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Harlequin color change of newborn
Other Resources UpToDate PubMed

Harlequin color change of newborn

Contributors: Michael Gerbo BS, Elizabeth Duarte MD, William Farmer MD, Susan Burgin MD
Other Resources UpToDate PubMed


Harlequin color change (HCC) of the newborn, or harlequin phenomenon, is a transient unilateral erythema that is seen in up to 10% of healthy newborns. HCC is macular and blanchable, and displays a sharp midline cutoff. It is often gravity dependent. HCC typically presents between 2 and 5 days of life, with some infants presenting with episodes up to the third week. The exact etiology of HCC is unknown, but current evidence points to sympathetic autonomic dysfunction in the control of capillary tone, likely secondary to hypothalamic immaturity in the newborn.

Most cases are idiopathic in healthy neonates. HCC has also been noted in the setting of prematurity, low birth weight, hypoxia, infusion of prostaglandin E1 (PGE1), and neonatal meningitis. 

The transient color change lasts anywhere from 30 seconds to 20 minutes and recurs up to 12 times over a period of 24 hours. Of note, typical HCC occurs without changes in vital signs, pain, or other signs or symptoms. Hemiscrotal- and hemifacial-limited variants as well as a patchy erythema variant have been reported.


P29.89 – Other specified conditions originating in the perinatal period

276697006 – Harlequin change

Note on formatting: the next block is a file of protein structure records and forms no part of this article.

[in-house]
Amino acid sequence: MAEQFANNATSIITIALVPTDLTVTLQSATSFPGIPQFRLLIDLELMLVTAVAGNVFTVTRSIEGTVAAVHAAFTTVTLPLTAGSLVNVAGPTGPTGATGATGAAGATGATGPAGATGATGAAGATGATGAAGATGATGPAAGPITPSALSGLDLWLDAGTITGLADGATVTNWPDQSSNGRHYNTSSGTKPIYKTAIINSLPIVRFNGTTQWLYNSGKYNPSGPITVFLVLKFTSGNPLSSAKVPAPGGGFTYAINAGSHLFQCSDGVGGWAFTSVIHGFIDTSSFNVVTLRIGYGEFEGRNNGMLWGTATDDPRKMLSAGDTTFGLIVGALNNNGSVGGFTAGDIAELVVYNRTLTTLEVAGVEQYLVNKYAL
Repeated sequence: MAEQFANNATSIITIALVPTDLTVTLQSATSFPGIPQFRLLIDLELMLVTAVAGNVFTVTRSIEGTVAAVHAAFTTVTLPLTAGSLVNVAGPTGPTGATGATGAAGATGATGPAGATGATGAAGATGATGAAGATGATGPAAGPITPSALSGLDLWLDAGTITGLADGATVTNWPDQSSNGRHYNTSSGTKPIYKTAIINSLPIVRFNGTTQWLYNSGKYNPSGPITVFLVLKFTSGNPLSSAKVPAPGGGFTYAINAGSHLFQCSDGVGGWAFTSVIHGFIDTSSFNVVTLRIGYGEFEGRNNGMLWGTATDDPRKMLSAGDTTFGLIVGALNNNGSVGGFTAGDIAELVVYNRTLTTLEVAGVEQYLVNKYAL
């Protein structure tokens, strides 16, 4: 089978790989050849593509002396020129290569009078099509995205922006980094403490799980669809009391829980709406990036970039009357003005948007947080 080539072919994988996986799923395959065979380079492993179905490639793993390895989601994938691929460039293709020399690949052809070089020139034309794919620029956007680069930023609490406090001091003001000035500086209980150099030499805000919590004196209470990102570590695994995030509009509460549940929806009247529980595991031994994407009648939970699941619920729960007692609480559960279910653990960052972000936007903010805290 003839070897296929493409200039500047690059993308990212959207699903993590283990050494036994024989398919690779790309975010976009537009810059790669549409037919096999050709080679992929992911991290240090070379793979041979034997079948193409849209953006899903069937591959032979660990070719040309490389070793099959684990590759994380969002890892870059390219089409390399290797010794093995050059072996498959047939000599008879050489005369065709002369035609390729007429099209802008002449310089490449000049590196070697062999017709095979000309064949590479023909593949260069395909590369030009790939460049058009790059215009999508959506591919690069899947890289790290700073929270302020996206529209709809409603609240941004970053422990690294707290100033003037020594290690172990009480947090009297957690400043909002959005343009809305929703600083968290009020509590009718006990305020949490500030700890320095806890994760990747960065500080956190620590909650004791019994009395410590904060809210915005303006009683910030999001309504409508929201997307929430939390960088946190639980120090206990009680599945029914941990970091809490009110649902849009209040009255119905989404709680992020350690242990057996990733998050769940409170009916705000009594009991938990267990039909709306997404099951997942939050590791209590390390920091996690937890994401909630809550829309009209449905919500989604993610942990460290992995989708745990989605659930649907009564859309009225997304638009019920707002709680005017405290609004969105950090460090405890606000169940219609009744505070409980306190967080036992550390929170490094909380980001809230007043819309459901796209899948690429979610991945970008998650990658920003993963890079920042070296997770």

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Diagnostic Pearls

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Differential Diagnosis & Pitfalls

  • Cutis marmorata – Transient reddish-purple, reticulated mottling of the skin that involves the trunk and extremities.
  • Cutis marmorata telangiectatica congenita – Reticular erythematous or violaceous patches on one or more extremity, sometimes involving the trunk.
  • Port-wine stain – A fixed partially or completely blanchable pink or red patch, with unilateral or segmental distribution that respects the midline.
  • Nascent hemangioma of infancy – Bright red papule, nodule, or plaque raised above clinically normal skin. Typically not evident at birth, but becomes apparent within the first days to months of life.
  • CHILD syndrome – X-linked dominant disorder characterized by congenital hemidysplasia, ichthyosiform erythroderma, and limb defects. The skin involvement is unilateral, with a sharp midline demarcation, and consists of circumscribed linear plaques covered by waxy scales.
  • Vaso-occlusive complications from central catheters
  • Acrocyanosis
  • Viral infection
  • Drug reaction

Best Tests

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Management Pearls

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Drug Reaction Data

Below is a list of drugs with literature evidence indicating an adverse association with this diagnosis. The list is continually updated through ongoing research and new medication approvals. Click on Citations to sort by number of citations or click on Medication to sort the medications alphabetically.

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Last Reviewed:07/12/2020
Last Updated:07/26/2020
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Harlequin color change of newborn
A medical illustration showing key findings of Harlequin color change of newborn : Developed during first days to week of life, Erythema, Unilateral distribution, Blanching macules
Copyright © 2022 VisualDx®. All rights reserved.